Lord Warner

My Lords, we have always made clear that where urgent treatment is needed either to save life or to prevent the condition becoming life-threatening such treatment should not be refused or delayed simply because there are doubts about whether the patient is chargeable. The NHS remains a humanitarian service.

Lord Roberts of Conwy

My Lords, if the noble Lord does not accept the figure of £200 million cited by the noble Baroness, Lady Boothroyd, what figure for the cost is acceptable to the Government?

Lord Warner

My Lords, the Government have kept inflation under control; the noble Lord's figure seems to have quadrupled since the noble Baroness asked her supplementary question. I ask him to consider that.

Lord Harrison

My Lords, is it not a credit to this country and a comfort to overseas tourists who come here as genuine tourists and do not deliberately fall ill that we provide healthcare for them should they fall ill? Is that not also a help to our tourist industry, which at present is in deficit in terms of overseas tourists coming into the country compared with those who leave to go as tourists to other countries within the European Union?

Lord Warner

My Lords, I thank my noble friend, who introduces a sense of proportion to the issue. As my noble friend Lord Taylor said, we have reciprocal arrangements with many countries through which British tourists also benefit when they fall ill abroad.

Lord Peyton of Yeovil

My Lords, does the Minister understand that his answer to my noble friend Lord Roberts of Conwy was a marvellous example of what an answer ought not to be?

Lord Warner

My Lords, I thought that it was not bad, given that it was on the spur of the moment.

Lord Hunt of Kings Heath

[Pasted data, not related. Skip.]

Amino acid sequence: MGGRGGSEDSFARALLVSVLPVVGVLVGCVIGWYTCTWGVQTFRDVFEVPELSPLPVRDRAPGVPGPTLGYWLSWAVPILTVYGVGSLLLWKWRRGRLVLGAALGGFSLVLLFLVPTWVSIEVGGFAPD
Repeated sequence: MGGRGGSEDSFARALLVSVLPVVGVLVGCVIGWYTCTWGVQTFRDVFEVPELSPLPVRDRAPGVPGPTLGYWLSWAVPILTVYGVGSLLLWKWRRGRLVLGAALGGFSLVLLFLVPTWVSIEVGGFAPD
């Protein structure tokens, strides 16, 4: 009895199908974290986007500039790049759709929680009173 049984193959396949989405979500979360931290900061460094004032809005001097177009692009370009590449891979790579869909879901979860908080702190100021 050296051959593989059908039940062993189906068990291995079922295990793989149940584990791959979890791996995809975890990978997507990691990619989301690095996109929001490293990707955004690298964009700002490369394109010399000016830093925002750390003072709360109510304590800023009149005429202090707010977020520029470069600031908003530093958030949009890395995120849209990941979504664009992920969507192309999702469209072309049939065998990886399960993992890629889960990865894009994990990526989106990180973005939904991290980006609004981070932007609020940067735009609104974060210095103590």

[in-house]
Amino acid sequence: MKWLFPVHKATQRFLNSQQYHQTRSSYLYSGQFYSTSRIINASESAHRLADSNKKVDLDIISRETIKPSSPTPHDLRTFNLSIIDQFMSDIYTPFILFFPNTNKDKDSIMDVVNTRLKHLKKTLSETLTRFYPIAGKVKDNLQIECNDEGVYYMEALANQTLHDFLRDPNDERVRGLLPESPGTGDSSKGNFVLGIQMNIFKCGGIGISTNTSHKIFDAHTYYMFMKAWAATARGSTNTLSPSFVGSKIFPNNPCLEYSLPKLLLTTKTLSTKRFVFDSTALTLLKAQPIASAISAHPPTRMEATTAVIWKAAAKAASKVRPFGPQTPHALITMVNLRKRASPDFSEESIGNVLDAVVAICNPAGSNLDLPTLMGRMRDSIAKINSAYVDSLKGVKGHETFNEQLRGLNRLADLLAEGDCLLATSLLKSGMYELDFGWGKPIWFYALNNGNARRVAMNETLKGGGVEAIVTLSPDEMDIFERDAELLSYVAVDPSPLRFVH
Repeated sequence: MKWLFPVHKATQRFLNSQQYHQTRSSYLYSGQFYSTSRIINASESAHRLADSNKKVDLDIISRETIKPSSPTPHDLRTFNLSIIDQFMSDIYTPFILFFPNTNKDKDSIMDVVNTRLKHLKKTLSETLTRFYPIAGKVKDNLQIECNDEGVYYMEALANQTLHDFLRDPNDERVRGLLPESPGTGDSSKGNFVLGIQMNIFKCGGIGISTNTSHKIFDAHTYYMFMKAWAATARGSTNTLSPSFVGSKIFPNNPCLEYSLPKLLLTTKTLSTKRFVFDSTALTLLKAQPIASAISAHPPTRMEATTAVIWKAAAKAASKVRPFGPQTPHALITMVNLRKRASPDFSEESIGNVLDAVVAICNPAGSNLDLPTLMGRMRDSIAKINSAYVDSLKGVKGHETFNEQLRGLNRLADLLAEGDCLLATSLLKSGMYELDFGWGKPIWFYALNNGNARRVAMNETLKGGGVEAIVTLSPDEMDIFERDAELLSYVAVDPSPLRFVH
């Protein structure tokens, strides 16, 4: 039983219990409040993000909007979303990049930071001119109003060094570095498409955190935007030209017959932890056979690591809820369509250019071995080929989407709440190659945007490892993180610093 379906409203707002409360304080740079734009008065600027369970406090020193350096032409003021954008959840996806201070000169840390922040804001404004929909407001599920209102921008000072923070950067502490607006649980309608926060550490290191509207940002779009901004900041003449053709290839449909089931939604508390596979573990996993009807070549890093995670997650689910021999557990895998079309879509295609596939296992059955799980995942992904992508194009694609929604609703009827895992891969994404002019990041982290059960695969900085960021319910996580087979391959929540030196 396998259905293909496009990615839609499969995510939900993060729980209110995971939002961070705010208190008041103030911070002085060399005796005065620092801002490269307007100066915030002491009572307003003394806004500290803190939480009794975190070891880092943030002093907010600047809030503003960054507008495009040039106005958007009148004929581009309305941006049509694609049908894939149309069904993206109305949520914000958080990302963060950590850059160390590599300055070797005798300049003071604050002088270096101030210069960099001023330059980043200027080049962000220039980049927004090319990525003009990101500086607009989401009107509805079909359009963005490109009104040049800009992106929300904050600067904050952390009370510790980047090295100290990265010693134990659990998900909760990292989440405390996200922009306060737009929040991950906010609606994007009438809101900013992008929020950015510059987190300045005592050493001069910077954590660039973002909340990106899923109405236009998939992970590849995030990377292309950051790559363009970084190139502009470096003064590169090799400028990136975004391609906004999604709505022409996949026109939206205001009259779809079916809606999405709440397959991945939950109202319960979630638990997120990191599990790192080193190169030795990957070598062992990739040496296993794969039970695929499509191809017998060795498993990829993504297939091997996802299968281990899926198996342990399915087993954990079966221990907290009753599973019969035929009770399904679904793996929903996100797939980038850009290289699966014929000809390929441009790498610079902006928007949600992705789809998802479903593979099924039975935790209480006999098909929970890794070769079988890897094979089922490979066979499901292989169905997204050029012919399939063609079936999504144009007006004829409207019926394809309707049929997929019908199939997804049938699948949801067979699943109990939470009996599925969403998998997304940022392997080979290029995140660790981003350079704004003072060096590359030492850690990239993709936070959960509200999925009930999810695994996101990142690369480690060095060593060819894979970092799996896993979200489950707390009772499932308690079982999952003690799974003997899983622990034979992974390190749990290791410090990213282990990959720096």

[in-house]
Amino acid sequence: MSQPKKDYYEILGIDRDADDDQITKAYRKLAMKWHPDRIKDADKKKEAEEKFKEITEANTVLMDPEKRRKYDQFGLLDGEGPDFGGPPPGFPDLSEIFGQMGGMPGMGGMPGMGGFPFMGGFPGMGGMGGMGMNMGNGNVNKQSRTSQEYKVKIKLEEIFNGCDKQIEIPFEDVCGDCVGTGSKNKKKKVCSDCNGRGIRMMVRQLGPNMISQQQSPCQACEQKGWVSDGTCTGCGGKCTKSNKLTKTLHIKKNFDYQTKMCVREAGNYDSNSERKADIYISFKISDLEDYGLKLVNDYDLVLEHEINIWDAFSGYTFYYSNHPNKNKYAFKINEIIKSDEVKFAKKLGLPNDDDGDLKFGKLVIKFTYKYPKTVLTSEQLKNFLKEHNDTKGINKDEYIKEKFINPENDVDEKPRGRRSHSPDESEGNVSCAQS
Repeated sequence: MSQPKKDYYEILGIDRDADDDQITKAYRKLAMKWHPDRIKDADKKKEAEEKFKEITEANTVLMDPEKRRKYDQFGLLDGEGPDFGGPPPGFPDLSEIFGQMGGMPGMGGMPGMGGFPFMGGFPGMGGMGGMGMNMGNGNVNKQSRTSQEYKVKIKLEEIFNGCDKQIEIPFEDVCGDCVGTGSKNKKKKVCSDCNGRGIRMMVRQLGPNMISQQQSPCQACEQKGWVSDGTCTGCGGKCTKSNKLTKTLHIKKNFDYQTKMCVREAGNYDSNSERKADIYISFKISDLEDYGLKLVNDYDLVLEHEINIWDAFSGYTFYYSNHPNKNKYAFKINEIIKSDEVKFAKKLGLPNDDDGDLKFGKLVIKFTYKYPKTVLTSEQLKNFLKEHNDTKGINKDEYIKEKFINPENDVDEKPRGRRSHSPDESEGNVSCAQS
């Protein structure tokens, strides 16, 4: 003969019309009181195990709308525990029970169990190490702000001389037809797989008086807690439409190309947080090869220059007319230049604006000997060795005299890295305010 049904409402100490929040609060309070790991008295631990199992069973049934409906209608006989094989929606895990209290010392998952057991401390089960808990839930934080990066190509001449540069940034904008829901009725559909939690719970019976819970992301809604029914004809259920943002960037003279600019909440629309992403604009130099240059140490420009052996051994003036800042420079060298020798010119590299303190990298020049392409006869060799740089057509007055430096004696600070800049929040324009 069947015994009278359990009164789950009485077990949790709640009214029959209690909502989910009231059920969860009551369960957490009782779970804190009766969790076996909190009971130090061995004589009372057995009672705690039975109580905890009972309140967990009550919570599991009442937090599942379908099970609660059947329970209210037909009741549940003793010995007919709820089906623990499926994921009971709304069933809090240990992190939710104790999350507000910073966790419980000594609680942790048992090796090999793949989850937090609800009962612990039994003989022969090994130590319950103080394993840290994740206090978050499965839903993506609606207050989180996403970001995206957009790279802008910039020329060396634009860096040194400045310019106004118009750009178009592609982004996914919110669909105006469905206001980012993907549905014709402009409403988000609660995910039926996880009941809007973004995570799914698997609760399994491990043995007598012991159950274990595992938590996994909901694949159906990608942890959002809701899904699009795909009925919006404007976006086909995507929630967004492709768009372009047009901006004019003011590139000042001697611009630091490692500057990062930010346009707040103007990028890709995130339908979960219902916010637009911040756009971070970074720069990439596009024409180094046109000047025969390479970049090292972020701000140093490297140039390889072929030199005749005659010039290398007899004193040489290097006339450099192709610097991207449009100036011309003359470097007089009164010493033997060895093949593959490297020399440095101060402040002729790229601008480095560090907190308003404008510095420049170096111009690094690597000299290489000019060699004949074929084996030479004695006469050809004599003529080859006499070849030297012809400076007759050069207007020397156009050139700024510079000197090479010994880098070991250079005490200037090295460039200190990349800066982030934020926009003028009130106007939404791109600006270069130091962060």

My Lords, does my noble friend not agree that there is a risk: either one introduces a wholly bureaucratic process whereby everyone using the NHS must prove their entitlement to treatment, or NHS staff use very subjective judgments, including race and language, which could lead to problems of people who are legitimately entitled to NHS treatment being challenged? Surely we should be very careful before we go down that route.

Lord Warner

My Lords, my noble friend is right. We acknowledge that there are loopholes; that is why we have had this consultation exercise. But it is very easy to exaggerate the number of loopholes and make the exercise over-bureaucratic. I am grateful to my noble friend for his balanced observations.

Baroness O'Cathain

My Lords, when the Minister replied to the noble Baroness, Lady Boothroyd, about the debt of £50 million to £100 million—I shall not over-exaggerate it—he said that the Government did not "necessarily agree" with the document. Do they not necessarily agree because they thought that the data in the document were fallacious, or did they just not like the message?

Lord Warner

My Lords, we are always interested to hear messages, however unpalatable. This is a listening Government, as I have said previously. But we had questions about the methodology in that piece of work.

Earl Howe

My Lords, will the Government publish the responses to the consultation before any further regulations on the subject are laid?

Lord Warner

My Lords, I am sure that the Government will make known the drift of those comments and observations during the consultation process when they make known their decisions on the exercise itself.